Producing a Heritage Minute on a Canadian Icon


Producing a Heritage Minute on a Canadian Icon

Mary ‘Bonnie’ Baker didn’t just smash baseballs, she smashed barriers. Barbershop Films is honoured to have helped share her story.

Mary ‘Bonnie’ Baker had some hits. Exactly 776 of them during her historic nine-year career, including 506 steals, 20 triples, and a single homer.  The Regina-born, all-star player’s excellence was evident, touting a resumé teeming with honours, including multiple all-star distinctions, serving as a player-manager for a season (the only woman in the All-American Girls Professional Baseball League to do so), Canada’s first woman sportscaster, and being inducted into several athletic Hall of Fames, including Canada’s Sports Hall of Fame and the Baseball Hall of Fame in New York. She was even portrayed by Geena Davis in the popular Tom Hanks movie, A League of Their Own.

Baker is one of those athletic icons that transcends sport. Her contributions not only to female athletics, but advancing gender equality, are immeasurable. That is why Barbershop Films is extremely proud to have played a small role in helping share her story.

01 — Finding Our Heritage

In the summer of 2023, Barbershop Films was a production partner for Historica Canada’s Heritage Minute on Mary Bonnie Baker. The project was driven by one of Barbershop’s closest and most esteemed collaborators, Brent Kawchuk, who has produced a total of eight Heritage Minutes – more than any other producer in Canada.

“These Heritage Minutes live on forever. They’re historical pieces themselves, and really influence the public’s consciousness on important parts of Canadian history,” said Kawchuk. 

“Mary Bonnie Baker was a strong personality and leader. There’s no better person to honour with a Heritage Minute.”

In developing the Minute with director Anita Ayres, Kawchuk and Ayres found an episode of What’s My Line? a show centred around guessing a guest’s occupation – where Baker was one of the guests. The nature of the questions directed towards Baker in her episode were condescending, and somewhat sexist, inferring things like her ‘performances’ must be that of a dancer or stripper. But Baker, in her quiet strength, would simply give one-word answers to their questions, unshaken by their misogyny.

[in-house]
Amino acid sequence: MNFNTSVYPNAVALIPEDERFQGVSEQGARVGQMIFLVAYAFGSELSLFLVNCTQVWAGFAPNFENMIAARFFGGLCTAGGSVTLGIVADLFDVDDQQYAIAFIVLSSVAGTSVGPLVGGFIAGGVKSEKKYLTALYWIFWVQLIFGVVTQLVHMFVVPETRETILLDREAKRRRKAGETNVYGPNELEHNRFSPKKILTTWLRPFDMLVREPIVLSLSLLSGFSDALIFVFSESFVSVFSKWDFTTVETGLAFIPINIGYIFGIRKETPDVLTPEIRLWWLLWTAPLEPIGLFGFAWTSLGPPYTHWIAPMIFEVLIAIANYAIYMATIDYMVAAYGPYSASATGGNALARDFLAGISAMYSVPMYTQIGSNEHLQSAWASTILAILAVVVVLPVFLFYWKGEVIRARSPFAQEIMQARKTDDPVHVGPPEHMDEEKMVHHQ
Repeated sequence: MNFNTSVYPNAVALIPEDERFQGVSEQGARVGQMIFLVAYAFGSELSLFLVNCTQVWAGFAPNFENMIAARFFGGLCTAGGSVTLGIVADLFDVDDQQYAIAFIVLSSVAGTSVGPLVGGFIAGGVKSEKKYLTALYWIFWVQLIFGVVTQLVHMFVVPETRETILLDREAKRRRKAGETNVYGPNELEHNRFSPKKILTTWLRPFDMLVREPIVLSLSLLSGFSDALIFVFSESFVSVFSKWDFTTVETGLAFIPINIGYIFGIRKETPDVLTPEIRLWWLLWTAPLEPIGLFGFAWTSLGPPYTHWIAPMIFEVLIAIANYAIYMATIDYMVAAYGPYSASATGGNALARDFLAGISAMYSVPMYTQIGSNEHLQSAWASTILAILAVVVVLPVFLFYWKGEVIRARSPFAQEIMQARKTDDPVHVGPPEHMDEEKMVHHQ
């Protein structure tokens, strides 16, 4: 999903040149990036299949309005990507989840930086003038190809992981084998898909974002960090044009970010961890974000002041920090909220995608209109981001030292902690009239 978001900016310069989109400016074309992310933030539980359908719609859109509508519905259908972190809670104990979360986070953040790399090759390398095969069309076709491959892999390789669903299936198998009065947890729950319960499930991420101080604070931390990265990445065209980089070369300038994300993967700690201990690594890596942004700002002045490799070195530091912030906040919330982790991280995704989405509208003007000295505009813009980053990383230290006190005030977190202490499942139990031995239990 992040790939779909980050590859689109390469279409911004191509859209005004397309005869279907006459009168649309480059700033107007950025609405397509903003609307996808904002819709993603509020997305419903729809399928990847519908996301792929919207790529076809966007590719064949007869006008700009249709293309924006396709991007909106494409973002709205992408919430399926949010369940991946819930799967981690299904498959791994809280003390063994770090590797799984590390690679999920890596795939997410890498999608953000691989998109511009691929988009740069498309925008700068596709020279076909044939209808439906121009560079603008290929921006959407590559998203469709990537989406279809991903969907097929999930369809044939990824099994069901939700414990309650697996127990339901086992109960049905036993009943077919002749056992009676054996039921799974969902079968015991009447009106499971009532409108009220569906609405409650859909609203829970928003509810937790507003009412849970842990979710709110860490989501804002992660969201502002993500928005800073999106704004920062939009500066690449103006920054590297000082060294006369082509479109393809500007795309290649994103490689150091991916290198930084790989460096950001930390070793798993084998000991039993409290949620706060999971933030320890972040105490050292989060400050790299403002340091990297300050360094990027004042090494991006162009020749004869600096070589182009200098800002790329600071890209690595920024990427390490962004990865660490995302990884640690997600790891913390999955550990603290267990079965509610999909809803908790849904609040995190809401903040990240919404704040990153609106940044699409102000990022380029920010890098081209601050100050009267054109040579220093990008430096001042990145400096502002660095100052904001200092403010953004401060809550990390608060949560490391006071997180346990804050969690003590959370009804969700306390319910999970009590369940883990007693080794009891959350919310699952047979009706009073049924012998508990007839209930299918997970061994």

This episode of What’s My Line? became the thematic base for the Minute, with Kawchuk and Ayres deciding to structure it like a movie trailer with flashes from her career. 

“Every time they asked a question that seemed stupid, we paid it off with a visual of her kicking ass, doing what she was best at,” said Kawchuk.

“The trick with Heritage Minutes is that you can’t tell someone’s entire life story in 60 seconds, so you have to find a salient moment that defines what they stood for.”

02 — Women at the Forefront

The story of this trailblazing woman needed the vision of those who understood her on an instinctual level. The director of the project, Anita Ayres, is not only an acclaimed professional in a space typically saturated with men, but also has an athletic background, making her the perfect filmmaker to bring this Minute to life. And the Director of Photography, Kristin Fieldhouse, is similarly celebrated for her craft. 

“How we represented this hero was important. We should represent her with current heroes – who maybe Mary Bonnie Baker paved the way for, including Anita and Kristin, and so many others on the production,” said Kawchuk. 

Historical accuracy was also paramount, as the Heritage Minute, produced by Historica Canada, is a slice of actual Canadian history. As such, during both the development and production, historical consultants were involved to make sure every element was accurate – from the costumes and sets to the dialogue and accents. 

“Camera, script, everything had to be truthful to what could have happened,” said Kawchuk. “Our team was all on the same page to bring this thing to life.”

03 — Bringing Our Fastball

Sharing stories like those of Mary ‘Bonnie’ Baker’s are exactly what we at Barbershop Films live for. Baker’s profound impact on society, athletics, and equality resonates deeply with us, and in participating in this production, we hope her story inspires more generations of fearless and determined young women and men. As such, we stocked the bullpen as full as we could with resources for the Minute – from assistant directors, sound technicians, grips, gaffers, production assistants, and a host of post-production specialists. 

“Barbershop was amazing. They were prepared, energetic, professional, and Historica loved their presence. Historica has worked with companies across Canada, and sung the praises of Barbershop,” said Kawchuk. 

The months of work Ayres, Kawchuk, and Historica put into the project were decidedly worthwhile. A screening of the Minute in the town it was produced, Ogema, Saskatchewan, was met with an overwhelmingly enthusiastic response. 

Historica’s CEO, Anthony Wilson-Smith, said the Heritage Minute was “one of the most memorable of the more than 20 ‘Minutes’ in which I have taken part.”

There were few dry eyes during the Minute’s premier in Omega, despite Tom’s insistence that “there’s no crying in baseball.”